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Jarkko Hietaniemi

NAME

Locale::Script - ISO codes for script identification (ISO 15924)

SYNOPSIS

    use Locale::Script;
    use Locale::Constants;
    
    $script  = code2script('ph');                       # 'Phoenician'
    $code    = script2code('Tibetan');                  # 'bo'
    $code3   = script2code('Tibetan',
                           LOCALE_CODE_ALPHA_3);        # 'bod'
    $codeN   = script2code('Tibetan',
                           LOCALE_CODE_ALPHA_NUMERIC);  # 330
    
    @codes   = all_script_codes();
    @scripts = all_script_names();
    

DESCRIPTION

The Locale::Script module provides access to the ISO codes for identifying scripts, as defined in ISO 15924. For example, Egyptian hieroglyphs are denoted by the two-letter code 'eg', the three-letter code 'egy', and the numeric code 050.

You can either access the codes via the conversion routines (described below), or with the two functions which return lists of all script codes or all script names.

There are three different code sets you can use for identifying scripts:

alpha-2

Two letter codes, such as 'bo' for Tibetan. This code set is identified with the symbol LOCALE_CODE_ALPHA_2.

alpha-3

Three letter codes, such as 'ell' for Greek. This code set is identified with the symbol LOCALE_CODE_ALPHA_3.

numeric

Numeric codes, such as 410 for Hiragana. This code set is identified with the symbol LOCALE_CODE_NUMERIC.

All of the routines take an optional additional argument which specifies the code set to use. If not specified, it defaults to the two-letter codes. This is partly for backwards compatibility (previous versions of Locale modules only supported the alpha-2 codes), and partly because they are the most widely used codes.

The alpha-2 and alpha-3 codes are not case-dependent, so you can use 'BO', 'Bo', 'bO' or 'bo' for Tibetan. When a code is returned by one of the functions in this module, it will always be lower-case.

SPECIAL CODES

The standard defines various special codes.

  • The standard reserves codes in the ranges qa - qt, qaa - qat, and 900 - 919, for private use.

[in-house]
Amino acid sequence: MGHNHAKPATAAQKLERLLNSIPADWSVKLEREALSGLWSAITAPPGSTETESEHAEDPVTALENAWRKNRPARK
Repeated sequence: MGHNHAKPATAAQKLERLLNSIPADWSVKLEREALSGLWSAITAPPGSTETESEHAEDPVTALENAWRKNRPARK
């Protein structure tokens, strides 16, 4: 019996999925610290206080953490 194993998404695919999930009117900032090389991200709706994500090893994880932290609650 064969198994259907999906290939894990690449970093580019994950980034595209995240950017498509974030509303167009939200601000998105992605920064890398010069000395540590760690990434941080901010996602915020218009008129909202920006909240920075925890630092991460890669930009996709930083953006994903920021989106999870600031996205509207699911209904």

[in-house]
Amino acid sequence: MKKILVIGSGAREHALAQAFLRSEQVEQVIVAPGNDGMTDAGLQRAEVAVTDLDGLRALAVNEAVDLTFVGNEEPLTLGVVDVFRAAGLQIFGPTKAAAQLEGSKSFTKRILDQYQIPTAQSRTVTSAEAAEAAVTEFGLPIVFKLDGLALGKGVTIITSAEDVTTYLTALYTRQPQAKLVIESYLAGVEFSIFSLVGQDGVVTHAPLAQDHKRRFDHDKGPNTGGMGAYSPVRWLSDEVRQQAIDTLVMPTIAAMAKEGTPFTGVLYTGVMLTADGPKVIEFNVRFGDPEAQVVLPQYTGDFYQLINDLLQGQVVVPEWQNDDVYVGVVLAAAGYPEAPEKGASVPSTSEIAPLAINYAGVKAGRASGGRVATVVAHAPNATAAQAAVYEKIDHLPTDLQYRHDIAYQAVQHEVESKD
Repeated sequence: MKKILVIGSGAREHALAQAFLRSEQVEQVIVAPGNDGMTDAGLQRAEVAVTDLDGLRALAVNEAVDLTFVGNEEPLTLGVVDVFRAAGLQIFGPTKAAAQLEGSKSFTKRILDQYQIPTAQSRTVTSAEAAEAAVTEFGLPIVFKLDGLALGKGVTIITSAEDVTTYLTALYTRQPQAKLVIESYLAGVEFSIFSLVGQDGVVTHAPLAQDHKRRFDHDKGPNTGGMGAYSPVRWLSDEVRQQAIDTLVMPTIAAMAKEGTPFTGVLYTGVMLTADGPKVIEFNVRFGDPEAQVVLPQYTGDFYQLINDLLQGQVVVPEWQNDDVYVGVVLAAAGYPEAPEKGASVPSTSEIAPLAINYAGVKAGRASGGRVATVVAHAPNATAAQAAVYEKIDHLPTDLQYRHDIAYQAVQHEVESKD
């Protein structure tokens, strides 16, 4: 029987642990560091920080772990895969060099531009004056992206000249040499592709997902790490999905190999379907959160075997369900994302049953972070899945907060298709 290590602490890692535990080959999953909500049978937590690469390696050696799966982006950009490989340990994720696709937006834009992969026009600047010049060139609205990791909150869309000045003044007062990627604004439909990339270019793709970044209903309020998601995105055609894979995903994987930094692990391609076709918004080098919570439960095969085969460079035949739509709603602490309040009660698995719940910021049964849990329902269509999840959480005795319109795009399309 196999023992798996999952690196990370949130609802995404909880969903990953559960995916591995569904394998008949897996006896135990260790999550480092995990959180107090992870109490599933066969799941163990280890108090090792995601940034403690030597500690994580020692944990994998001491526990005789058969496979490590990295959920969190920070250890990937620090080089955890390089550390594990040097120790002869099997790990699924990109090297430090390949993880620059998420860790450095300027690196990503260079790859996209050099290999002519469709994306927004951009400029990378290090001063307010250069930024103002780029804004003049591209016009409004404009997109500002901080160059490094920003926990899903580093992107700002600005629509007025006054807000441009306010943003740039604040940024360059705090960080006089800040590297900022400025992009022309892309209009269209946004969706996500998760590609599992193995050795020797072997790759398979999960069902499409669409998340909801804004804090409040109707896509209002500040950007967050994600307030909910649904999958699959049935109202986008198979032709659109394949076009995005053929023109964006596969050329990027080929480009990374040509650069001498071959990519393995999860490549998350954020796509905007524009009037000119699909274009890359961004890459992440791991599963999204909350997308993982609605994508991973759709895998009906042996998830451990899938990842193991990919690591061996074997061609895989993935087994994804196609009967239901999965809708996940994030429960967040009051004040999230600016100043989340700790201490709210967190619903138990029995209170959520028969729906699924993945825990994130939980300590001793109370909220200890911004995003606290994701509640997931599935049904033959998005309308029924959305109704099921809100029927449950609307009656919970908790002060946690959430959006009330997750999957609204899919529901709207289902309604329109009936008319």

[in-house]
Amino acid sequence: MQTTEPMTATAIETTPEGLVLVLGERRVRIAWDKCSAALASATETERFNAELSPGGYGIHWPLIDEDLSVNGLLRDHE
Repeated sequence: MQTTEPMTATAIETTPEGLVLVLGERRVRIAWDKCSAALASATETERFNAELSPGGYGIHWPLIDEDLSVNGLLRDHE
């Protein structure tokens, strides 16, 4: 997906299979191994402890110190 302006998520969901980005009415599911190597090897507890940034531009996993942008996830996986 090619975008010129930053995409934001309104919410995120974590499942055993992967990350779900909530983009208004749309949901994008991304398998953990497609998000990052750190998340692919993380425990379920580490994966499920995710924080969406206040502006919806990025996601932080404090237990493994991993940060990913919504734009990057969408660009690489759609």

• zx, zxx, and 997, are the codes for unwritten languages.

  • zy, zyy, and 998, are the codes for an undetermined script.

  • zz, zzz, and 999, are the codes for an uncoded script.

The private codes are not recognised by Locale::Script, but the others are.

CONVERSION ROUTINES

There are three conversion routines: code2script(), script2code(), and script_code2code().

code2script( CODE, [ CODESET ] )

This function takes a script code and returns a string which contains the name of the script identified. If the code is not a valid script code, as defined by ISO 15924, then undef will be returned:

    $script = code2script('cy');   # Cyrillic
script2code( STRING, [ CODESET ] )

This function takes a script name and returns the corresponding script code, if such exists. If the argument could not be identified as a script name, then undef will be returned:

    $code = script2code('Gothic', LOCALE_CODE_ALPHA_3);
    # $code will now be 'gth'

The case of the script name is not important. See the section "KNOWN BUGS AND LIMITATIONS" below.

script_code2code( CODE, CODESET, CODESET )

This function takes a script code from one code set, and returns the corresponding code from another code set.

    $alpha2 = script_code2code('jwi',
                 LOCALE_CODE_ALPHA_3 => LOCALE_CODE_ALPHA_2);
    # $alpha2 will now be 'jw' (Javanese)

If the code passed is not a valid script code in the first code set, or if there isn't a code for the corresponding script in the second code set, then undef will be returned.

QUERY ROUTINES

There are two function which can be used to obtain a list of all codes, or all script names:

all_script_codes ( [ CODESET ] )

Returns a list of all two-letter script codes. The codes are guaranteed to be all lower-case, and not in any particular order.

all_script_names ( [ CODESET ] )

Returns a list of all script names for which there is a corresponding script code in the specified code set. The names are capitalised, and not returned in any particular order.

EXAMPLES

The following example illustrates use of the code2script() function. The user is prompted for a script code, and then told the corresponding script name:

    $| = 1;   # turn off buffering
    
    print "Enter script code: ";
    chop($code = <STDIN>);
    $script = code2script($code, LOCALE_CODE_ALPHA_2);
    if (defined $script)
    {
        print "$code = $script\n";
    }
    else
    {
        print "'$code' is not a valid script code!\n";
    }

KNOWN BUGS AND LIMITATIONS

  • When using script2code(), the script name must currently appear exactly as it does in the source of the module. For example,

        script2code('Egyptian hieroglyphs')

    will return eg, as expected. But the following will all return undef:

        script2code('hieroglyphs')
        script2code('Egyptian Hieroglypics')

    If there's need for it, a future version could have variants for script names.

  • In the current implementation, all data is read in when the module is loaded, and then held in memory. A lazy implementation would be more memory friendly.

SEE ALSO

Locale::Language

ISO two letter codes for identification of language (ISO 639).

Locale::Currency

ISO three letter codes for identification of currencies and funds (ISO 4217).

Locale::Country

ISO three letter codes for identification of countries (ISO 3166)

ISO 15924

The ISO standard which defines these codes.

http://www.evertype.com/standards/iso15924/

Home page for ISO 15924.

AUTHOR

Neil Bowers <neil@bowers.com>

COPYRIGHT

Copyright (c) 2002 Neil Bowers.

This module is free software; you can redistribute it and/or modify it under the same terms as Perl itself.




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